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Recycling Material from Press Releases

So your latest product came out and you wrote a press release about it. It was a good one that got some attention and was printed in some places and not in others, which is pretty normal. So now you have to decide what you want to do with it – is it time to just toss it aside? 

the word repurpose in old wood typeOf course not! There’s plenty of mileage to get out of that press release. You undoubtedly had a ton of information in there you could spread out to other areas of your PR campaign. Even if the press release received no attention whatsoever there’s plenty of places you can take it from here on out. Here are a few examples.

Mine for Blog Posts 

Many PR pros would think to turn the press release into a blog post. After all, the info was interesting and relevant once, so why not one more time? You could basically expand on a few points and add it to your blog for a few quick hits…

…or you could go a step further and really make that press release work. Using the press release as one blog post is a way to further accentuate the one point you made – “We released a new product.” Instead, you should try and find many other points to take out and expand upon.

For instance, you might have talked up how great the product is and listed several reasons why. Each one of those could be a blog post – “Why Our Product Can Solve Your Need for Blank,” or “5 Reasons Your Business Need Our Product.”

Do a Video, Podcast, or Other New Media 

When writing the press release you most likely wanted so desperately to expand on it more than you did. You didn’t, because you knew how important formatting and length both are in press releases, but it was driving you crazy because you were so excited about the product.

Well, now’s your chance to say how you really feel. Podcasts and video series can give you the chance to expand on the points you wanted to on your own terms. Take some major points from the press release, invite some special guests, and have at it. Just make sure to keep it interesting so people actually want to listen or watch.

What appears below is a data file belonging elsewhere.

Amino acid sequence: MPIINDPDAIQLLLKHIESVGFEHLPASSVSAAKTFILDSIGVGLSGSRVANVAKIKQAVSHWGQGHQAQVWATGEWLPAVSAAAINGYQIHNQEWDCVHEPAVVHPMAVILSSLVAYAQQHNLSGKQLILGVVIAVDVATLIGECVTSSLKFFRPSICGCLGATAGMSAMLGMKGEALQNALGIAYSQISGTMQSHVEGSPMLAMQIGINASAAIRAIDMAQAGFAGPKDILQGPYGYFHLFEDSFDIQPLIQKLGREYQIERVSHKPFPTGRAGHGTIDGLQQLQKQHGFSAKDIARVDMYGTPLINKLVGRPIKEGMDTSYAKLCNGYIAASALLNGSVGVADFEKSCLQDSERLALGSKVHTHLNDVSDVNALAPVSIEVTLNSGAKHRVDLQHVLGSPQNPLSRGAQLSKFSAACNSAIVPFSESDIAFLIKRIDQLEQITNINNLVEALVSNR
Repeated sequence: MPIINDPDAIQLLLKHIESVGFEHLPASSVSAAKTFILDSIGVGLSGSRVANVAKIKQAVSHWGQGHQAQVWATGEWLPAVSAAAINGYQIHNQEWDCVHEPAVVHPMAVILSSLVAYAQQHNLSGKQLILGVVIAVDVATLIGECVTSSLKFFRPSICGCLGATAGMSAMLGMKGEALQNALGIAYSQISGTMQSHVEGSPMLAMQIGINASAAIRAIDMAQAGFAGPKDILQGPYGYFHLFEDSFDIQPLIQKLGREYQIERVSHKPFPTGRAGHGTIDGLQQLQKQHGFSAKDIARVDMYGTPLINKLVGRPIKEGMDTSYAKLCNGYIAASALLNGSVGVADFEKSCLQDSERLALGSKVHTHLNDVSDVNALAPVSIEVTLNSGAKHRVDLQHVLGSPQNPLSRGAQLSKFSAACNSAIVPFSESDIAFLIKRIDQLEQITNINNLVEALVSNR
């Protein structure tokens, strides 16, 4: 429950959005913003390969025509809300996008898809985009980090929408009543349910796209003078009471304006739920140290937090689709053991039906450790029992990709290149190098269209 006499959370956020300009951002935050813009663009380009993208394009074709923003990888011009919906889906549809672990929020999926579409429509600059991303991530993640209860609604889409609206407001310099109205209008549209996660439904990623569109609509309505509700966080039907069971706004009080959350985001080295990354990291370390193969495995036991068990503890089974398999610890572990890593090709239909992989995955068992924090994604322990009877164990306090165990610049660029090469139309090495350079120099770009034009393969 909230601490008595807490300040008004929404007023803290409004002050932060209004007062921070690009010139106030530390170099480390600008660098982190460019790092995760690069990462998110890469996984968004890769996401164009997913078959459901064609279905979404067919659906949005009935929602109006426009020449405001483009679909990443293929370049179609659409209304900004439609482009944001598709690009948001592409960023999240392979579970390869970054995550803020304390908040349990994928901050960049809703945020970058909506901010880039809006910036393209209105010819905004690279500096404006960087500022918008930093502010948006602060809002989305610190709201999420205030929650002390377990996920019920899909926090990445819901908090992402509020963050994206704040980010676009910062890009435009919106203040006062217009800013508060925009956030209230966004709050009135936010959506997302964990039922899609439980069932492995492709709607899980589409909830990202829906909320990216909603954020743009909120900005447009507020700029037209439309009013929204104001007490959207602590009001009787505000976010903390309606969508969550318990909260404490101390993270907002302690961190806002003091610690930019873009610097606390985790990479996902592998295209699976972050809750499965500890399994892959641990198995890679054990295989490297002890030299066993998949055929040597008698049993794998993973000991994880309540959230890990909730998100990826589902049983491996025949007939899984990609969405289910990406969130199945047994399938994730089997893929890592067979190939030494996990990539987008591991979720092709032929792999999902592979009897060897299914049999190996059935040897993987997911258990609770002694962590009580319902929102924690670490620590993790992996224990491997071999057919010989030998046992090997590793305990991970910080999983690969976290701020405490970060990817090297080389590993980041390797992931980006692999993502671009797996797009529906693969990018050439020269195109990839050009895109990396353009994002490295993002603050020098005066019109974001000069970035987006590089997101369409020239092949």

Organize Your Next White Paper 

Always wanted to write a white paper but never knew what your “problem” was supposed to be? The issue your product solves for your customers is sitting there right in your press release and you didn’t even know it.

For example, if you said your new birdfeeder attracts more birds than any other feeder, the problem has been that bird lovers were missing out on tons of birds and didn’t even know it. This could be the focus of your white paper. Try to find stats on average birds seen per feeder and be prepared to give stats on how many more birds your customers can expect to see.

Suddenly your little press release that experienced marginal success has become the cornerstone of the rest of your PR.

What other ways can you re-use your press release?

This article is written by Mickie Kennedy, founder of eReleases (http://www.ereleases.com), the online leader in affordable press release distribution. Download your free copy of 7 Cheap PR Tactics for Success in Any Economy here: http://www.ereleases.com/7cheaptactics.html

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